Are Americans Ready for Couples' HIV Counseling?

Study shows what couples with at least 1 HIV-positive partner want to get most out of HIV counseling, which can promote health services and treatment.

Couples’ voluntary HIV counseling and testing is commonly known as CHTC in the United States, but also is called CVCT in other parts of the world. It is an evidence-based risk reduction intervention practiced mostly in high prevalence settings in Africa, but not widely in the United States.

In 2012, the World Health Organization recommended that CHTC should be offered to all couples regardless of serostatus or gender, citing its potential benefit to promote health services and antiretroviral therapy (ART) for serodiscordant couples.

According to research published in The Open AIDS Journal, CHTC engages couples with “HIV testing, facilitated serostatus disclosure and HIV prevention counseling with discussion of sexual agreements, condom use, and linkage to care.”

In March 2014, investigators conducted a study of 64 HIV-positive patients recruited from Emory Midtown Infectious Disease Clinic in Atlanta and 33 of their main partners to find out if they would be willing to participate in CHTC and what aspects of the intervention were of most interest to them.

Researchers found that most respondents, especially those with negative or unknown HIV status, were likely to participate in CHTC, and they had many of the same interests in common.

Characteristics of Respondents and Potential CHTC Benefits

Most of the HIV-positive respondents were men (89%) on antiretroviral therapy ART (92%), and many were self-reported homosexuals (62%). A majority of HIV-positive study participants who reported having a main partner (67%) were in relationships longer than 12 months. Nearly all (97%) had disclosed their HIV status to their partner.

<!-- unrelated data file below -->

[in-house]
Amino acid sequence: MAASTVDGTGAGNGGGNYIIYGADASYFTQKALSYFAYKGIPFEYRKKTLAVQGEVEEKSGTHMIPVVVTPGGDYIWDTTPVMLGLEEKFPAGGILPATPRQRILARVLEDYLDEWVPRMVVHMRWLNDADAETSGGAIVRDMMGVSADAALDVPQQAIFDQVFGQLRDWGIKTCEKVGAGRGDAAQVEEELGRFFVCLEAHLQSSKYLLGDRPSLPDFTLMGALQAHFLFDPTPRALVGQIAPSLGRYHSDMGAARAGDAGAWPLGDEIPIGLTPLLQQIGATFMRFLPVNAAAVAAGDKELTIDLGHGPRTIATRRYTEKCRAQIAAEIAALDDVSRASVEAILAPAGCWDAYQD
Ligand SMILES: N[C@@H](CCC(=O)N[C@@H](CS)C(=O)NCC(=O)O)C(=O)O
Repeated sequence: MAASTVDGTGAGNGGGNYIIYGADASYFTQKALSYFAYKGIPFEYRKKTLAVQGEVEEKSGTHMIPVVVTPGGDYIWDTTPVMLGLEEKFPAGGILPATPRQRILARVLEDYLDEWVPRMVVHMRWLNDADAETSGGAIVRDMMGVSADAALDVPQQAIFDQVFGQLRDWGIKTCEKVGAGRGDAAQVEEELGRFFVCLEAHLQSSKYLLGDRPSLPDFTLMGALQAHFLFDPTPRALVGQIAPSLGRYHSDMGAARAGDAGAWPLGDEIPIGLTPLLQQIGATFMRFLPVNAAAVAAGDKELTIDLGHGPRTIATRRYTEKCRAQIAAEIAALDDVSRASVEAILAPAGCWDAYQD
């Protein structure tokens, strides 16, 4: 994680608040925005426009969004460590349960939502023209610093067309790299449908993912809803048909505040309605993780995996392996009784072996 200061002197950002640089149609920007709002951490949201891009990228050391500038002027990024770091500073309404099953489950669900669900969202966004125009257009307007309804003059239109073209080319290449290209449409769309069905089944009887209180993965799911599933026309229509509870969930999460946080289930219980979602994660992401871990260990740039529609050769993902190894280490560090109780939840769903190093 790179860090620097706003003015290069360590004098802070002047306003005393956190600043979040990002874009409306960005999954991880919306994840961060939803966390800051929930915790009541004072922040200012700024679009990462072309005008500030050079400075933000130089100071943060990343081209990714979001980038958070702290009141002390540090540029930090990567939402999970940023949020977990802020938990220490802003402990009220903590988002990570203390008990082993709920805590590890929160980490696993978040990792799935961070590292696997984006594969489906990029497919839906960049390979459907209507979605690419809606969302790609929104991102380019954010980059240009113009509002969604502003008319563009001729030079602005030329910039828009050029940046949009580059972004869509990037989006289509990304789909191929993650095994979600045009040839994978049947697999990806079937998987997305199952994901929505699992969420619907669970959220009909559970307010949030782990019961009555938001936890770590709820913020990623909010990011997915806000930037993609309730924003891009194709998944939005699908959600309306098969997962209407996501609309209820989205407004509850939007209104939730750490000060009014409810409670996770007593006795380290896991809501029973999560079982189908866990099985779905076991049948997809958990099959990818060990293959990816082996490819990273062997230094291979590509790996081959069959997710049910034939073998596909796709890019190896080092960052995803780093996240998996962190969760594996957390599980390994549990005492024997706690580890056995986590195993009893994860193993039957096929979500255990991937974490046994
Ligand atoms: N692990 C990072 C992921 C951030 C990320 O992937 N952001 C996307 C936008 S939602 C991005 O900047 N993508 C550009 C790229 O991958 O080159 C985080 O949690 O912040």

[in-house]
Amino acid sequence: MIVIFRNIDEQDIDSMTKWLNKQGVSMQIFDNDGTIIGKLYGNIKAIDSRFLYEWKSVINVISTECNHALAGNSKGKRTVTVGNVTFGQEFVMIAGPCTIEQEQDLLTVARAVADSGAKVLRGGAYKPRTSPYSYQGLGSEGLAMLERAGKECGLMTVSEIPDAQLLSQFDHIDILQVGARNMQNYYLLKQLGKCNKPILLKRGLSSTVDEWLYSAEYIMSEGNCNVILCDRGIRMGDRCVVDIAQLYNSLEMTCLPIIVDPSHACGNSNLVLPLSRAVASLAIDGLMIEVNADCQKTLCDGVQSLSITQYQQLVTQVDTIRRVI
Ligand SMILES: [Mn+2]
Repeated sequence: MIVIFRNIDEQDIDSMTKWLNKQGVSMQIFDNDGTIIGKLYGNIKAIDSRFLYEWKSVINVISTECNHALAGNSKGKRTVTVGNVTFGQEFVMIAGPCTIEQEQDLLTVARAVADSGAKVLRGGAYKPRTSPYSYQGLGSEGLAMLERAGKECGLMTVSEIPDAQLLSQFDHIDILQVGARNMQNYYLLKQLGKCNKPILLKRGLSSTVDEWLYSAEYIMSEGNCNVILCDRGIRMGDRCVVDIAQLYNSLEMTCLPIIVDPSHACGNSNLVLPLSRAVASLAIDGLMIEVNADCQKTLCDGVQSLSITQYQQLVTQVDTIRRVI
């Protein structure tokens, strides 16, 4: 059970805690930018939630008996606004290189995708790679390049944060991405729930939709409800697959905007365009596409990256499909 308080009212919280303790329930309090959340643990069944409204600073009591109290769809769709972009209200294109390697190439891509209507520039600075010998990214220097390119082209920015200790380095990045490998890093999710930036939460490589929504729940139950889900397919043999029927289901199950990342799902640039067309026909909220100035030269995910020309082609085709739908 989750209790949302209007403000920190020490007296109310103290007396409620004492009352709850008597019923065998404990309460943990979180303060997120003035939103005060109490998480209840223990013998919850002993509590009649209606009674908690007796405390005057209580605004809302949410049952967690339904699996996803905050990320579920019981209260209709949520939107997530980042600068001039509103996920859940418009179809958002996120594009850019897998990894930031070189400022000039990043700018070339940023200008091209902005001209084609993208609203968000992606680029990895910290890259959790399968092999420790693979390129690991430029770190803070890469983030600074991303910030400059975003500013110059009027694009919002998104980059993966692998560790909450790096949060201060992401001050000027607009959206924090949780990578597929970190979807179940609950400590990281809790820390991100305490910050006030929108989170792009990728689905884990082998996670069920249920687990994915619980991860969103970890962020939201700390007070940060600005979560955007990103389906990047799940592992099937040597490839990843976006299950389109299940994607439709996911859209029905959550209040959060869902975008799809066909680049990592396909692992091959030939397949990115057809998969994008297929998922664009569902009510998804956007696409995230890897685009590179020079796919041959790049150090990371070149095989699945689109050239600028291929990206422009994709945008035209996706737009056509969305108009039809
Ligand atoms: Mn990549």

Of the 15 HIV-negative partners interviewed, all were men, most identified as homosexual (73%), and 54% reported consistent condom use with their HIV-infected partners.

Researchers observed “a high prevalence of serodiscordance among HIV-infected persons with primary sexual partners.” This supported their belief that CHTC can be a high-impact strategy to “identify discordant couples and reduce risk behaviors among these couples, where the majority of HIV transmissions occur.”

CHTC Interest Among Serodiscordant Couples

It was somewhat surprising for investigators to find that most respondents felt they had self-disclosure of HIV status under control, without counseling. Among HIV-positive participants, 36% were unwilling to participate in CHTC, with the reasons most cited being a perceived lack of need (26%) and a desire to self-disclose their status (26%).

Willingness to participate in CHTC was highest among partners with negative or unknown HIV status (87%). Topics they were most interested to discuss in CHTC were ART (47%), other sexually transmitted infections (STIs) (47%), mental health services (40%), and relationship agreements like sexual monogamy (33%). Most (93%) believed their HIV-positive partners were virally suppressed, but in the event they were not, most (73%) were willing to take pre-exposure prophylaxis (PrEP).

Primary interests were consistent among HIV-positive respondents, with the exception of mental health services. Topics most interesting to HIV-positive willing participants in CHTC were ART (48%), other STIs (44%), and relationship agreements (31%).

Interestingly, of the 23 HIV-positive respondents who indicated they were unlikely or didn’t know if they would participate in CHTC, 17% cited fear of disclosing sensitive information in front of their partner as a reason.

Authors said this is a useful lesson for practitioners trying to implement CHTC in the United States. Educational and promotional materials should dispel myths by stressing that “CHTC focuses on future relationship goals and expectations rather than asking participants to have potentially uncomfortable discussions about past behavior.”

The cumulative probability of transmitting HIV infection over a 10-year period is 13% in heterosexual couples and 76% in homosexual couples when relying on condoms alone, the report said. For all of these reasons, authors concluded that “regular CHTC could be an important component in sustaining risk reduction practices in serodiscordant couples.”